PART ONE: The Antiquities Act of 1906 by Ronald Freeman Lee
Thompson, Raymond Harris, Journal of the Southwest
BEGINNINGS OF PUBLIC INTEREST IN AMERICAN INDIAN ANTIQUITIES
The abandoned and ruined dwellings of prehistoric man in the American West had aroused the interest and comment of explorers and colonizers for centuries. Not until after the Civil War, however, did these ruins, and the continuing discovery of still others, attract the serious attention of the eastern scientific community. Public interest in the continent's ancient civilizations brought about no less than five significant developments portentous for American archaeology in the single year of 1879. They mark 1879 as the beginning of the movement that led, a quarter of a century later, to adoption of the Antiquities Act as the first national historic preservation policy for the United States.
In this year Congress authorized establishment of the Bureau of Ethnology, later renamed the Bureau of American Ethnology, in the Smithsonian Institution to increase and diffuse knowledge of the American Indian. Major John Wesley Powell, who had lost his fight arm in the Battle of Shiloh and who in 1869 had led his remarkable boat expedition through the Grand Canyon of the Colorado River, was appointed its first director (Hellman 1967:105-6 [Hinsley 1981; Merrill 1935b]). He headed the Bureau until his death in 1902. During this long period, he and his colleagues became a major force for the protection of antiquities on federal lands.
Five years earlier, in 1874, Frederic Ward Putnam had begun his long and distinguished career as Curator of the Peabody Museum of American Archaeology and Ethnology at Harvard. For Putnam, 1879 marked the appearance of a superbly illustrated book he had edited devoted to the ruined pueblos of Arizona and New Mexico and the archaeology and ethnology of the Indians of Southern California. This was Volume VII, Archaeology, of the Report upon United States Geographical Surveys West of the One Hundredth Meridian (Putnam 1879). For the next thirty-five years, until his death in 1915, Putnam profoundly influenced the rise and development of anthropology in America and served on several committees and boards concerned with federal legislation to protect American antiquities (Dixon 1935 [Tozzer 1935]).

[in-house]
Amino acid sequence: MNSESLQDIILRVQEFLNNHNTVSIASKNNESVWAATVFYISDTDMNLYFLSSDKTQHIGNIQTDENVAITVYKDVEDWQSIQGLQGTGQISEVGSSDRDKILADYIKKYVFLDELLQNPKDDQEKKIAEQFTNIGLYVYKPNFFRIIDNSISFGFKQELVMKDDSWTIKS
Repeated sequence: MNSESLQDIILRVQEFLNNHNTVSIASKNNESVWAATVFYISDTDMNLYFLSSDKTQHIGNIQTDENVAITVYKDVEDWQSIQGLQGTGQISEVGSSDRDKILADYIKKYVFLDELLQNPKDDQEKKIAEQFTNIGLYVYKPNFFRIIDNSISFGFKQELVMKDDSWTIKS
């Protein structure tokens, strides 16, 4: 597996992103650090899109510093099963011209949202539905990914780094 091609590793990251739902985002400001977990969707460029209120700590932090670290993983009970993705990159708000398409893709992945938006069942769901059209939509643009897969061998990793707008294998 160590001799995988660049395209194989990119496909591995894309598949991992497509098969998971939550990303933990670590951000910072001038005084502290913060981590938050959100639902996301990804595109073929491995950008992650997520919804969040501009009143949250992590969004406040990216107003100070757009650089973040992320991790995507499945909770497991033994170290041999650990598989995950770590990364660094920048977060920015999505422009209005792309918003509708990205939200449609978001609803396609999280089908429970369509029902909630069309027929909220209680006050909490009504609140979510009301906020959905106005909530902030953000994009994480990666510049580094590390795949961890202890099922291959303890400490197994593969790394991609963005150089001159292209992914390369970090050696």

In 1879 the American Association for the Advancement of Science for the first time elected an anthropologist as its president. He was Lewis Henry Morgan, then the foremost student in the United States in the comparatively new field of anthropology [Hodge 1934; Resek 1960; Tooker 1985]. Among many other works, he was the author of Ancient Society, published in 1877 to wide acclaim in both America and Europe (Morgan 1877; Lange and Riley 1966: 4). Frederic W. Putnam was also very active in the affairs of the Association. He served as its permanent secretary from 1873 to 1898, when he became president. During this period the Association inaugurated its Section H, in which growing numbers of students of anthropology gathered each year to read papers and discuss ideas. Eventually the Association established an influential committee to work for legislation to protect antiquities on federal lands.
On February 10, 1879, a group of interested persons, called together by Professor Otis Tufton Mason of Columbian College [since 1904 George Washington University] and others, assembled in the Regents' Room of the Smithsonian Institution and founded the Anthropological Society of Washington (Hough 1908). In 1887 it was incorporated "for the term of one thousand years" (Anonymous 1888a: 368) and in 1888 began publishing The American Anthropologist. This Society drew support from the anthropologists, ethnologists, and geologists then being brought into the federal government as well as from many other persons active in the life of the national capital (Anonymous 1888b: 382-86). In 1902 members of the ASW, as it became known, formed part of a group that founded the American Anthropological Association, and The American …
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Publication information: Article title: PART ONE: The Antiquities Act of 1906 by Ronald Freeman Lee. Contributors: Thompson, Raymond Harris - Author. Journal title: Journal of the Southwest. Volume: 42. Issue: 2 Publication date: Summer 2000. Page number: 197. © 1999 University of Arizona. COPYRIGHT 2000 Gale Group.
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